|Minimum system required||Minimum value for _WIN32_WINNT and WINVER|
|Windows 8.1||_WIN32_WINNT_WINBLUE (0x0602)|
|Windows 8||_WIN32_WINNT_WIN8 (0x0602)|
|Windows 7||_WIN32_WINNT_WIN7 (0x0601)|
|Windows Server 2008||_WIN32_WINNT_WS08 (0x0600)|
|Windows Vista||_WIN32_WINNT_VISTA (0x0600)|
|Windows Server 2003 with SP1, Windows XP with SP2||_WIN32_WINNT_WS03 (0x0502)|
|Windows Server 2003, Windows XP||_WIN32_WINNT_WINXP (0x0501)|
|Minimum version required||Minimum value of _WIN32_IE|
|Internet Explorer 10.0||_WIN32_IE_IE100 (0x0A00)|
|Internet Explorer 9.0||_WIN32_IE_IE90 (0x0900)|
|Internet Explorer 8.0||_WIN32_IE_IE80 (0x0800)|
|Internet Explorer 7.0||_WIN32_IE_IE70 (0x0700)|
|Internet Explorer 6.0 SP2||_WIN32_IE_IE60SP2 (0x0603)|
|Internet Explorer 6.0 SP1||_WIN32_IE_IE60SP1 (0x0601)|
|Internet Explorer 6.0||_WIN32_IE_IE60 (0x0600)|
|Internet Explorer 5.5||_WIN32_IE_IE55 (0x0550)|
|Internet Explorer 5.01||_WIN32_IE_IE501 (0x0501)|
|Internet Explorer 5.0, 5.0a, 5.0b||_WIN32_IE_IE50 (0x0500)|
You can define these symbols by using the #define statement in each source file, or by specifying the /D compiler option supported by Visual C++.
For example, to set WINVER in your source file, use the following statement:
#define WINVER 0x0502
To set _WIN32_WINNT in your source file, use the following statement:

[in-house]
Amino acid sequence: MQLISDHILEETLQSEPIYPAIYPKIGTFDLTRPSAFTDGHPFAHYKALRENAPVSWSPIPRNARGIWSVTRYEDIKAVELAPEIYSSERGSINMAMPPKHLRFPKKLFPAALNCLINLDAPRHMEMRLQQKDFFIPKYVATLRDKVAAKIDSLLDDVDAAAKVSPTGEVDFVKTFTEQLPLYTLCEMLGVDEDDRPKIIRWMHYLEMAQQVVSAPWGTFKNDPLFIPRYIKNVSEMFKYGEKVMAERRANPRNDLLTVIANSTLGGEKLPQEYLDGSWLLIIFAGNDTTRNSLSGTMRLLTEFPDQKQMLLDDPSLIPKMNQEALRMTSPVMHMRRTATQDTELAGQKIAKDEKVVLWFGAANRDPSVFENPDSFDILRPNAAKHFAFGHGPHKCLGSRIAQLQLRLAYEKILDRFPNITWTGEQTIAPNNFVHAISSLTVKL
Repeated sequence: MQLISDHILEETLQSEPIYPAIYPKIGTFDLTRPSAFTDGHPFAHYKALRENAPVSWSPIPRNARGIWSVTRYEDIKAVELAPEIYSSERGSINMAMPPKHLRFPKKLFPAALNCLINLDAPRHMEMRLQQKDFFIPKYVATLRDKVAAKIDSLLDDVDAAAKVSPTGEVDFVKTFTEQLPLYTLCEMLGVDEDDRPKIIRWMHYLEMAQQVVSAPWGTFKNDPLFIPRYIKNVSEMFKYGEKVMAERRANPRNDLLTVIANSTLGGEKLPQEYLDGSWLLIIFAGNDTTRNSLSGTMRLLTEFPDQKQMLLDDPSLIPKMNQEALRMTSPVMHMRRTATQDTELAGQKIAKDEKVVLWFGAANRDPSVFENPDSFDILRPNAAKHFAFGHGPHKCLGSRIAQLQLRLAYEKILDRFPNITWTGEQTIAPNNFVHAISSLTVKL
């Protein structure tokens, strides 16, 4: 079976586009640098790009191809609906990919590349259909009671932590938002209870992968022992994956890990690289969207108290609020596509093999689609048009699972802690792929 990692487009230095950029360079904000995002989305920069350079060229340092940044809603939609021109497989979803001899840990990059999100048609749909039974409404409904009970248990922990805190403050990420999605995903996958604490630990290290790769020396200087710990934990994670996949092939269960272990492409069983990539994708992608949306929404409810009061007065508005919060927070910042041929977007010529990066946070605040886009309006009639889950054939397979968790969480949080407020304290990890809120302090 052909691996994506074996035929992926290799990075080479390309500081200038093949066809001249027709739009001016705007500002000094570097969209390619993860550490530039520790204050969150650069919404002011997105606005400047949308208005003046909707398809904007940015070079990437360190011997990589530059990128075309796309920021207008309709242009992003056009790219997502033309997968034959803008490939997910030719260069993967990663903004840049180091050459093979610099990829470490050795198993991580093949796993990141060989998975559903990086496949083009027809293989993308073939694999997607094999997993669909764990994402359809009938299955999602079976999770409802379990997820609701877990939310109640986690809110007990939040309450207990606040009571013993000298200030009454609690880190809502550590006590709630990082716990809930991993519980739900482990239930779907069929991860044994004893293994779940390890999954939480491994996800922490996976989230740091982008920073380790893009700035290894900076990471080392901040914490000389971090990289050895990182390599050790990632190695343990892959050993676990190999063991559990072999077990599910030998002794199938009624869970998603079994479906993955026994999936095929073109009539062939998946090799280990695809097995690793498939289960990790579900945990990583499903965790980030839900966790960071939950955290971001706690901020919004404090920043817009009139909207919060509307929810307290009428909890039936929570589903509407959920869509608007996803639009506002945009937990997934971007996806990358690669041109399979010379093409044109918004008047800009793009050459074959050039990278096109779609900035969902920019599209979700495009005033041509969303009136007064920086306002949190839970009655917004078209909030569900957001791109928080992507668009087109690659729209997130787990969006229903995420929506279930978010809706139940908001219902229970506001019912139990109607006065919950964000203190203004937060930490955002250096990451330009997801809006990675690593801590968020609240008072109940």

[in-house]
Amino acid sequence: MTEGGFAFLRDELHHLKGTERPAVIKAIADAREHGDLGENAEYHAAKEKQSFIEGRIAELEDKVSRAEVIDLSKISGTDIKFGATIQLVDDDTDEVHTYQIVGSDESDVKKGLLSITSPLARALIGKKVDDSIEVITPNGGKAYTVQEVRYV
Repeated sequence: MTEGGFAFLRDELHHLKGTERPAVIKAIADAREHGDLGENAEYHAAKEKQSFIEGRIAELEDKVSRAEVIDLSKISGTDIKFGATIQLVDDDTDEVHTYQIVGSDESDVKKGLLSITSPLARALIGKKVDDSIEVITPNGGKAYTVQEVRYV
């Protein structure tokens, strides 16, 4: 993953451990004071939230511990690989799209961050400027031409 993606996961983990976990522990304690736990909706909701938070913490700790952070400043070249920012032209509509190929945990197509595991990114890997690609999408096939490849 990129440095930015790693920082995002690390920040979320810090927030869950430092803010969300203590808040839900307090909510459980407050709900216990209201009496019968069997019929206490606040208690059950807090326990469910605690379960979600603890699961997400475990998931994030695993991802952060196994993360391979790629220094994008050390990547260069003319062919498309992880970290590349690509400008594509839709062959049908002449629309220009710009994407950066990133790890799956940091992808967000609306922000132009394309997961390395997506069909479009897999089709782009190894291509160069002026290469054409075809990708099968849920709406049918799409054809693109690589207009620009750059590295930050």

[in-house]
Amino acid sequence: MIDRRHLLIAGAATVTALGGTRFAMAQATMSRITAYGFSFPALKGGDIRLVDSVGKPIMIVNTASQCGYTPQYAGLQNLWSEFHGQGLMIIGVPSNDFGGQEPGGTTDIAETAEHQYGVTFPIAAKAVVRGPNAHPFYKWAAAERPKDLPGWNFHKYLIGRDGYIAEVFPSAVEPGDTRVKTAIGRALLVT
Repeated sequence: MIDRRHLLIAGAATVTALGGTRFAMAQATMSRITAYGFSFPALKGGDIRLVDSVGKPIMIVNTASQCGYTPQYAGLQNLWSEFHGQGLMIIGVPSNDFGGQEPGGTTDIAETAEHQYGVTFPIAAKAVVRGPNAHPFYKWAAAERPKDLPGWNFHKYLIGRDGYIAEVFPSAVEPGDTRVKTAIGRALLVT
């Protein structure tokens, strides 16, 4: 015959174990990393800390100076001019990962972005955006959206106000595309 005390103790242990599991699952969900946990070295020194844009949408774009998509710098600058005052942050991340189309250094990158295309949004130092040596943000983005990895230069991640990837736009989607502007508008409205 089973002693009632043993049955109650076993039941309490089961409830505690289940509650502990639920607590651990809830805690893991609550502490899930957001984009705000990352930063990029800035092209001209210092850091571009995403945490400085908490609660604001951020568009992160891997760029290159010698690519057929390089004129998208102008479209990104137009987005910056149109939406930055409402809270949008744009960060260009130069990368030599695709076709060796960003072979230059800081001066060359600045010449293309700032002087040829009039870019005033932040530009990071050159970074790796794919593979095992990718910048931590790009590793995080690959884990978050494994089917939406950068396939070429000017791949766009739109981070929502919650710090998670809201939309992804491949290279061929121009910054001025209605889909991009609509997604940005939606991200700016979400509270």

#define _WIN32_WINNT 0x0502
To set _WIN32_WINNT using the /D compiler option, use the following command:
cl -c /D_WIN32_WINNT=0x0502 source.cpp
For information on using the /D compiler option, see /D (preprocessor definitions).
Note that some features introduced in the latest version of Windows may be added to a service pack for a previous version of Windows. Therefore, to target a service pack, you may need to define _WIN32_WINNT with the value for the next major operating system release. For example, the GetDllDirectory function was introduced in Windows Server 2003 and is conditionally defined if _WIN32_WINNT is 0x0502 or greater. This function was also added to Windows XP with SP1. Therefore, if you were to define _WIN32_WINNT as 0x0501 to target Windows XP, you would miss features that are defined in Windows XP with SP1.
Projects should be compiled to use the default structure packing, which is currently 8 bytes because the largest integral type is 8 bytes. Doing so ensures that all structure types within the header files are compiled into the application with the same alignment the Windows API expects. It also ensures that structures with 8-byte values are properly aligned and will not cause alignment faults on processors that enforce data alignment.
You can reduce the size of the Windows header files by excluding some of the less common API declarations as follows:
Define WIN32_LEAN_AND_MEAN to exclude APIs such as Cryptography, DDE, RPC, Shell, and Windows Sockets.
Define one or more of the NOapi symbols to exclude the API. For example, NOCOMM excludes the serial communication API. For a list of support NOapi symbols, see Windows.h.